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The Christian Identity Crisis: A World Without Denominations

So how is it possible for Christians to unify under one doctrine for complete unity? Some may ask this question with little hope that it can be done or should happen. For those who follow the blog, we know that it should be done from Jesus’ prayer and out of obedience to God’s will. I have the confidence and faith that it can be done through the Holy Spirit coupled with our obedience. But back to the question of how this is possible. The most logical way to do this is by:

  •  First, creating a tight bond of love among Christians (This step seems easy, but as we learned from the last post it may not be) This will create genuine care for our community and a motive for closer association with all members of the Christian community.
  • Second, encouraging a loving and respectful discussion about doctrine in relation to scripture. This dialogue needs to happening in the laity as well as  among clergy and pastors.
  • A list needs to be compiled with churches and doctrines that appear to align with the Bible. Afterwards, the small differences need to all be noted to see if there are overlapping or replicated denominations because I’m betting some of the 1,5000 are redundant.
  • Then the denomination slashing needs to begin. This stage will continue until we compile a comprehensive doctrine backed by scripture and based on truth and by eliminating denominations and doctrines established primarily on minor preferences. This will take guidance from the Holy Spirit, prayer, and faith.

SAY WHAT? You were probably following along until I suggested slaying your denomination. But what about my church’s history and our beloved traditions? You know who else asked those questions and missed out on a great opportunity? The Pharisees. So yes, I am suggesting that you be open to surrendering your current identity. This should all be easy if we were truly following the first step and loving our brothers and sisters as we love ourselves.

You may be wondering what love has to do with with doctrine. We love to use the expression that someone is like family whenever we feel close to them. By family, we mean people that we want to be affiliated with and want others to know are of great significance to us. Family shares a last name (for the most part). How weird would it look for a loving, loyal family to all choose different last names for themselves and take pride in their independence from one another? In a sense, this is what denominationalism is like. The closer to get to someone the more you want to identify your loyalty to them. I have come to realize when you finally get to this point of love with a variety of God’s people the term Christian is not enough; it is the only label that should be used to link us. It is the family name, not Baptist, Catholic, Presbyterian, Methodist, Pentecostal, Calvinist, Fundamentalist, Episcopalian, Church of Christ, or AME. For Paul says:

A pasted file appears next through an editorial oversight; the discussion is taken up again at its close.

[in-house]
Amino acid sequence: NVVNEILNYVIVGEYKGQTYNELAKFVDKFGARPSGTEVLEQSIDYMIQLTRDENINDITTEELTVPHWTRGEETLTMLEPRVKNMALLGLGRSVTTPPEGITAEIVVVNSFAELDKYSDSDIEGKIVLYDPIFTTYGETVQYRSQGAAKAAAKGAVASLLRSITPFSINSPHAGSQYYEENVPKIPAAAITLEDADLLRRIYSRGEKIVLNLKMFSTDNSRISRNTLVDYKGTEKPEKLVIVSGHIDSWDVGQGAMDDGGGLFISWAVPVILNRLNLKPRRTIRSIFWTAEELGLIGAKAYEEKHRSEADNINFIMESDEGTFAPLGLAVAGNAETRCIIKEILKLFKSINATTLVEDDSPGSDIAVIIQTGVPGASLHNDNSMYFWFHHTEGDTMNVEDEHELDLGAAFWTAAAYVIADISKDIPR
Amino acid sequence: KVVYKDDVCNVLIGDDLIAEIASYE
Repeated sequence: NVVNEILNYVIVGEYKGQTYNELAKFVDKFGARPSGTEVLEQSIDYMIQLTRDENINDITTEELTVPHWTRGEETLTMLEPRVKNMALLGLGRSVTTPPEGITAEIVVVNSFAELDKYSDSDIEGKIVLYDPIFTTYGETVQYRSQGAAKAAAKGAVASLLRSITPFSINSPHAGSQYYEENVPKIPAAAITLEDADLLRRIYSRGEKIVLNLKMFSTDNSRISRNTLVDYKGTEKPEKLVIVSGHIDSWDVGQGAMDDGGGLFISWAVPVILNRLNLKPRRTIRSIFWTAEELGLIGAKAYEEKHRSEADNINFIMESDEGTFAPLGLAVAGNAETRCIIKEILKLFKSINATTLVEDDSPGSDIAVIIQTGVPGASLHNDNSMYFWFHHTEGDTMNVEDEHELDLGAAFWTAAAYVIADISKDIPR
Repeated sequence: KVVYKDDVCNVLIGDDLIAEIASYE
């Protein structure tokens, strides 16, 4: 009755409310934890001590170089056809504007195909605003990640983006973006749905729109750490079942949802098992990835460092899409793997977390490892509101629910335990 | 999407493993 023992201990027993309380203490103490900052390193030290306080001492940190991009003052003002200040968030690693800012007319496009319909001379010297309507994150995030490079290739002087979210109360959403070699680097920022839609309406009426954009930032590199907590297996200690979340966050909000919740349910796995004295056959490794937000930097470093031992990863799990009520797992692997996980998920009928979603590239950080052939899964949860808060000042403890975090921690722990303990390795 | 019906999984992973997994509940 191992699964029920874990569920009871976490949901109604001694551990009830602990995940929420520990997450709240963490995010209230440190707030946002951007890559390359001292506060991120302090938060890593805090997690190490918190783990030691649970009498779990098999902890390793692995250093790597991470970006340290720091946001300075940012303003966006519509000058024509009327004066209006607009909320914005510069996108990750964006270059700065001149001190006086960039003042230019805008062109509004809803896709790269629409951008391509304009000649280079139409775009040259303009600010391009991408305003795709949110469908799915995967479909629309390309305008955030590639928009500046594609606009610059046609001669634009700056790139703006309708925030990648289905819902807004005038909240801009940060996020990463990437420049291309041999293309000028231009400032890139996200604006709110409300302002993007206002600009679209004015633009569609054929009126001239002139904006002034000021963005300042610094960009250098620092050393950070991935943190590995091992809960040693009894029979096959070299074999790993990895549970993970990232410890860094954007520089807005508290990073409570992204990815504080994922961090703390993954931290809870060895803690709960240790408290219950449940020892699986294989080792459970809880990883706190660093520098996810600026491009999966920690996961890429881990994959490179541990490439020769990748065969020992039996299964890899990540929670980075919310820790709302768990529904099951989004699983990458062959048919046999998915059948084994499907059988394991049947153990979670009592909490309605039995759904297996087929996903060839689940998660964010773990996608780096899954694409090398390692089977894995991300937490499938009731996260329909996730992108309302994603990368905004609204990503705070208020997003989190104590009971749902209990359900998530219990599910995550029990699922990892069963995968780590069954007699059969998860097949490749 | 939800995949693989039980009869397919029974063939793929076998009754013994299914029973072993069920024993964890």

12 Now this I say, that every one of you said, I am of Paul; and I of Apollos; and I of Cephas; and I of Christ. 13 Is Christ divided? was Paul crucified for you? Or were you baptized in the name of Paul? (1 Corinthians 1:12-13)

But It can also read:

12 Now this I say, that every one of you said, I am of John Calvin; and I of John Smyth; and I of John Wesley; and I of Christ. 13 Is Christ divided? Was John Calvin crucified for you? Or were you baptized in the name of John Smyth?

Yep, unity means surrendering your histories and some of your traditions based on man. It means having an identity crisis until our family comes together in love and loyalty. Some may feel that it is better to agree to disagree. If you feel that way, please browse the Bible verse section. My intent is not to criticize anything but our disobedience as Christians and to encourage us to love and be one body as Christ calls us, not the universal lie as we claim to be (view this argument in the previous posts).

It is okay to enter a love spurred identity crisis. I’m in one now as I review doctrines and worship with my brothers and sisters whose churches I never dared to enter when they weren’t apart of my denomination.

The only identity I have now is Christian. That is the way it should be.

“Challenging you to be challenged by God”

L.M.

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2 Comments Post a comment
  1. I like your analogy of a family sharing the same last name of Christian. I have considered myself non-denominational most of my life and was raised in/attended churches from multiple denominations.I always see other Christians as Christians alone and not defined by denomination. Yes, there are clear doctrinal differences that need to be dealt with; however, we are all the same, Christ-followers! I hate that the more minor doctrinal differences can be so divisive. That being said, I also find so much beauty in the individuality found among the different denominations and church service styles- such a reflection of God’s creativity in His design. And like you, I am currently amidst investigation of which of the “minor” doctrines should be the universal doctrine, or at least the doctrines (and denomination) that I practice until said universal doctrine comes to be. Anyway, to circle back to my original comment- I agree that we are one family identified by the same last name with the same purpose of glorifying God and spreading the Good News. It’s a great perspective that I wish was held by more.

    July 30, 2013
    • It is inspiring to hear that other Christians think this way. It is my goal to encourage this thinking and love in the Christian community. Thanks for sharing!

      July 30, 2013

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